QCOSTARICA BLOGS – Last Tuesday, May 10th, the President signed a Presidential Decree prohibiting the drilling of new water wells in the Province of Guanacaste, for a three year period. On Friday, May 13th, the ASADA (Community Water Directorate) for Potrero, Guanacaste, denied the supply of additional water for the large condominium development known as “The Catalinas”, located at Playa Danta.
The Catalinas development involves a 2,500 unit project and is a very important project economically for the region.
While I don’t take issue with the Decree issued by the President, as I believe that he had no other choice at the moment to prevent the fresh water aquifers becoming saline as having been invaded by sea water, due to low ground water run-off during periods of drought, it is clearly a “band aid” solution to the water shortage problem suffered by Guanacaste and not a long term solution.
If the bigger picture of Costa Rica’s water supply is considered, there really is no water shortage problem in Costa Rica, only a water allocation problem. The Caribbean side of the Country is inundated for approximately six months of the year, with rainfall producing much more water than is required for consumption.
The obvious response to this circumstance is to find a way to transport some of this excess water from the Caribbean side of Costa Rica to the Province of Guanacaste, where it is desperately needed.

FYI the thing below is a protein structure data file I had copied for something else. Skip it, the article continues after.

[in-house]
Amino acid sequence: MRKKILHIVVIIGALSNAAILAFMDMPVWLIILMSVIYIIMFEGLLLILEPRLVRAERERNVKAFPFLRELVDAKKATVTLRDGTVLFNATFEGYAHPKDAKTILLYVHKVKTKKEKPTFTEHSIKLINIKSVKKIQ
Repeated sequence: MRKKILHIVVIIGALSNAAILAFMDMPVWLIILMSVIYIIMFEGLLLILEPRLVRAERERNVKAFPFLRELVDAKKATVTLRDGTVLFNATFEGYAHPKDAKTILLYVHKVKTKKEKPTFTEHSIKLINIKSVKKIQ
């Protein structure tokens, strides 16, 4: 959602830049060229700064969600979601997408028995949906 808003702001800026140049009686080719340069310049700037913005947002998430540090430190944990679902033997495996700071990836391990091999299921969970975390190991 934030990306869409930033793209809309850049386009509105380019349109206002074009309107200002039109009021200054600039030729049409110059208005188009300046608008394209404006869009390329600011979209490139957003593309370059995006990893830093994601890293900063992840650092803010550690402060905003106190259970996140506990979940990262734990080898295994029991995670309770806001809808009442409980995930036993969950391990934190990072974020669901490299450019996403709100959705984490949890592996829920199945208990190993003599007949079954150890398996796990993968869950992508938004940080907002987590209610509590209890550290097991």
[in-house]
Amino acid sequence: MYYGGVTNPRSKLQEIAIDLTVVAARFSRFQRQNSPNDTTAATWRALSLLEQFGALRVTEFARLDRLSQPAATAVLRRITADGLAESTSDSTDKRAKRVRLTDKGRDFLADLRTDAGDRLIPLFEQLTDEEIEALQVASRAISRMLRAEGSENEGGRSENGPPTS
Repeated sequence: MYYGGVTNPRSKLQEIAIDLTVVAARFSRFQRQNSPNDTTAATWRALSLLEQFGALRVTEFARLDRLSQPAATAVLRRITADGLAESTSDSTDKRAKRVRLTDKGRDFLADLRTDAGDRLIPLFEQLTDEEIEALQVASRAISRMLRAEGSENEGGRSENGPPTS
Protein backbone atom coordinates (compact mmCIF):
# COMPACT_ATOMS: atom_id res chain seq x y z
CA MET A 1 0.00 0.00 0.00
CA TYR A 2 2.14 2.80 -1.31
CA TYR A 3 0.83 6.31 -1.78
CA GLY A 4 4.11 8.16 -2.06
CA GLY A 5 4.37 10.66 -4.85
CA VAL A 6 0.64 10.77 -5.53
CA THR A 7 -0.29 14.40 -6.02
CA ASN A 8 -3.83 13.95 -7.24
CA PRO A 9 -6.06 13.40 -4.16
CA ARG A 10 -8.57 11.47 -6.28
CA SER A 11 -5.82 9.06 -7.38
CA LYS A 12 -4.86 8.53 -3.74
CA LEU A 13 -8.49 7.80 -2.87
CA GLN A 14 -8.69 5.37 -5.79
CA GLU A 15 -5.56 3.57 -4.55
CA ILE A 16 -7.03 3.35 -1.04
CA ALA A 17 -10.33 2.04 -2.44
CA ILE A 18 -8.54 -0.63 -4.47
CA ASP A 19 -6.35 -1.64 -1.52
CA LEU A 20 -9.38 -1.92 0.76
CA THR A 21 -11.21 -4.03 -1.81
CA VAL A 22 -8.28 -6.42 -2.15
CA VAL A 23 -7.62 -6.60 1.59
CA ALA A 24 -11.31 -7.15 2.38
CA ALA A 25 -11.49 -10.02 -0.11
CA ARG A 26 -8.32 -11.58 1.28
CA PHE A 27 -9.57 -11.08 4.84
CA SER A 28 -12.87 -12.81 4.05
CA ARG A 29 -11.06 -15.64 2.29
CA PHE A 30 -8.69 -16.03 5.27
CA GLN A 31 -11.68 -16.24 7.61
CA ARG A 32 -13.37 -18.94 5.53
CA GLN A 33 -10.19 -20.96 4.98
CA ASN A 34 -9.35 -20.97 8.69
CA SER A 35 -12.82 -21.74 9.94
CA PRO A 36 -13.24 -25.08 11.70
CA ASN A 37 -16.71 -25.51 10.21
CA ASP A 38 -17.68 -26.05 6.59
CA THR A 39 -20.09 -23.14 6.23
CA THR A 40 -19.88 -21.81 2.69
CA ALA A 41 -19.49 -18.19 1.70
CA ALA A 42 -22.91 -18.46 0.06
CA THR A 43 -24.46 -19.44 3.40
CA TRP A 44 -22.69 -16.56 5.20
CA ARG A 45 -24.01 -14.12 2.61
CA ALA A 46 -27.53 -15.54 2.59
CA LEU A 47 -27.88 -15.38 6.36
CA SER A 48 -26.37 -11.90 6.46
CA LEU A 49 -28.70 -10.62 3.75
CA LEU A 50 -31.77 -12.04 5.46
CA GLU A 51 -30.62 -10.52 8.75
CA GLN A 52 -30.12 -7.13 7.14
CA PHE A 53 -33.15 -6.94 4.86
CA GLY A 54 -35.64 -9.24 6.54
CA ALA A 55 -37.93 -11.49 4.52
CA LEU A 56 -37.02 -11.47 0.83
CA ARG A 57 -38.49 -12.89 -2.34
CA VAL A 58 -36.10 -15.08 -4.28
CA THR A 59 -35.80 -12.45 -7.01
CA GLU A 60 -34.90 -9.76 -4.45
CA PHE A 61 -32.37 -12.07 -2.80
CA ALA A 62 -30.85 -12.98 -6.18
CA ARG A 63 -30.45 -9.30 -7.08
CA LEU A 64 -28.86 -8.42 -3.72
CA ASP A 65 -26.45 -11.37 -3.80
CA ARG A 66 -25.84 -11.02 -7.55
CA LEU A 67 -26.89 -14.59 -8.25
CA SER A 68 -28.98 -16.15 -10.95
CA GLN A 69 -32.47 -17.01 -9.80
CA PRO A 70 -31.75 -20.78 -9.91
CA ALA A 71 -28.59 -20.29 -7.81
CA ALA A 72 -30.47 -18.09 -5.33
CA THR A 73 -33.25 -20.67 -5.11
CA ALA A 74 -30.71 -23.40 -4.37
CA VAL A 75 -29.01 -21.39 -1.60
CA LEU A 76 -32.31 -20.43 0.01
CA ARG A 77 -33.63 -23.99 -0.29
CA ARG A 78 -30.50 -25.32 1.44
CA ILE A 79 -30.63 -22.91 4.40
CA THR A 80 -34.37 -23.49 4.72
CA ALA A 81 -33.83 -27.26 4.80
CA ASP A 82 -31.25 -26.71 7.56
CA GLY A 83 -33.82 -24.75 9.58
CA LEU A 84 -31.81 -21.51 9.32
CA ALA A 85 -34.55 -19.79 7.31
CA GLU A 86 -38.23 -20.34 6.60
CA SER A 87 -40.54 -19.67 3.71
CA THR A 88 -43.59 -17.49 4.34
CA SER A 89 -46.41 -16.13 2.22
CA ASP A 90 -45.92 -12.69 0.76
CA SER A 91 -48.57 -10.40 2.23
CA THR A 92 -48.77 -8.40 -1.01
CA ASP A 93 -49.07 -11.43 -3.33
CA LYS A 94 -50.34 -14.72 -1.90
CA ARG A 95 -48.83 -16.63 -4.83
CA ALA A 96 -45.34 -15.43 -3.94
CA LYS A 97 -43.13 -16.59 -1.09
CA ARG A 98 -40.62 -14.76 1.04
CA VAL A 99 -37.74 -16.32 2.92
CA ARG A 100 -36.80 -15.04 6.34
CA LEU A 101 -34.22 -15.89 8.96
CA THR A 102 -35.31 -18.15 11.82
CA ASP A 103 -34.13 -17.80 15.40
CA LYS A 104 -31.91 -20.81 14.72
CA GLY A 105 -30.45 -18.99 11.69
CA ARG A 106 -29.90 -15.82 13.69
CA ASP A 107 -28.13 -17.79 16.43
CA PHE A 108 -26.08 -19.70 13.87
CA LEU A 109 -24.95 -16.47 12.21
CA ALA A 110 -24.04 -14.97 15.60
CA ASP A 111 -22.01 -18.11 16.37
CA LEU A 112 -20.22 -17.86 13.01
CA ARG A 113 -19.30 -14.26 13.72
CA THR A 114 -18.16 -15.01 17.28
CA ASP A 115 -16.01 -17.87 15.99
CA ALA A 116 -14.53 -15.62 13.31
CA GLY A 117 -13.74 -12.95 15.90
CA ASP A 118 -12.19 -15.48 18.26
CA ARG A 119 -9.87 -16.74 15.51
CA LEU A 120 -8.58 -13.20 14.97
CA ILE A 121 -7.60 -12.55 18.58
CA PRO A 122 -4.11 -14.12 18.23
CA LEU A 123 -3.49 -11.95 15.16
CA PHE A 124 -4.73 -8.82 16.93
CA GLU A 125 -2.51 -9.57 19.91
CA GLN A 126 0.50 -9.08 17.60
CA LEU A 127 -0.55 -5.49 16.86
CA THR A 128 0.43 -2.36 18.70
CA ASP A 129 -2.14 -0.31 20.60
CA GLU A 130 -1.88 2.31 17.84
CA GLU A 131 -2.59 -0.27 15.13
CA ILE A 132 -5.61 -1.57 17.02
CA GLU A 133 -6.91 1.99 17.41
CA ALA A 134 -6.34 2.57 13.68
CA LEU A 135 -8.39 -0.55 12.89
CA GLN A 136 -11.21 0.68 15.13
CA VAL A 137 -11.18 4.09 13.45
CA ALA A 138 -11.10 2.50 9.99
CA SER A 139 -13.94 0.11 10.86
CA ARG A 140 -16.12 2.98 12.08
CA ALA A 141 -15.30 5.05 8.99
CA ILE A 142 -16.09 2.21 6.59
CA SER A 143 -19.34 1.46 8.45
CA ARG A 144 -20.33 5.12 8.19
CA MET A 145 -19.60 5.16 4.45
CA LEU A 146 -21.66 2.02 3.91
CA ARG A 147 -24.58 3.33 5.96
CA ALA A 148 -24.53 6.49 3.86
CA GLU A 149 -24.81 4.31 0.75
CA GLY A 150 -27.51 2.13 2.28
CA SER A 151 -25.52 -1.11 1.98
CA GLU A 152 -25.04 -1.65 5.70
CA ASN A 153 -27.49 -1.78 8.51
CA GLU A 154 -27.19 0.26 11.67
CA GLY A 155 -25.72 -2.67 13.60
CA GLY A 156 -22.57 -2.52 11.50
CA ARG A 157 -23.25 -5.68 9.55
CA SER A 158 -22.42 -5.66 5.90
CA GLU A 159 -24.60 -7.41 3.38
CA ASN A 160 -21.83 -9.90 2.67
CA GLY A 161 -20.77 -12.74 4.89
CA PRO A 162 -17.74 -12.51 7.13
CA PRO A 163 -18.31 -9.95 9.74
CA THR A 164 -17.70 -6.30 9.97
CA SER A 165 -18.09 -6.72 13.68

When looking for solutions in Costa Rica involving infrastructure, I have found that building on existing infrastructure is a more practical and likely way to achieve results than starting from scratch. The obvious source of water to alleviate Guanacaste’s water problem would be Lake Arenal, which receives significant rainfall on the Caribbean slope.
There already exist two water canals from Lake Arenal to Guanacaste to bring water for the irrigation of crops. Although Lake Arenal exists primarily as the source for hydroelectric power generation, there is a fifty meter set-back from the Lake’s high-water mark, free of development, which belongs to ICE (the Electric Company), which would allow for the raising of the hydro dam and a resulting increased water storage, by flooding this surrounding lake frontage.
Likewise, the two existing canals transporting water to Guanacaste could be amplified in their capacity to carry additional water to replenish the depleted fresh water aquifers.
There would have to be some engineering calculations involved to bring this suggestion to fruition, but from purely a position of logic, I believe that this could form a long term solution for this water shortage problem built on the amplification of existing infrastructure.
With the increase in tourism, particularly to the Guanacaste area, with new flights from Europe and elsewhere, Costa Rica cannot afford economically to have major tourism projects such as The Catalinas, shelved because of this water shortage issue.
The Economy of Costa Rica requires a long term solution to be implemented and soon.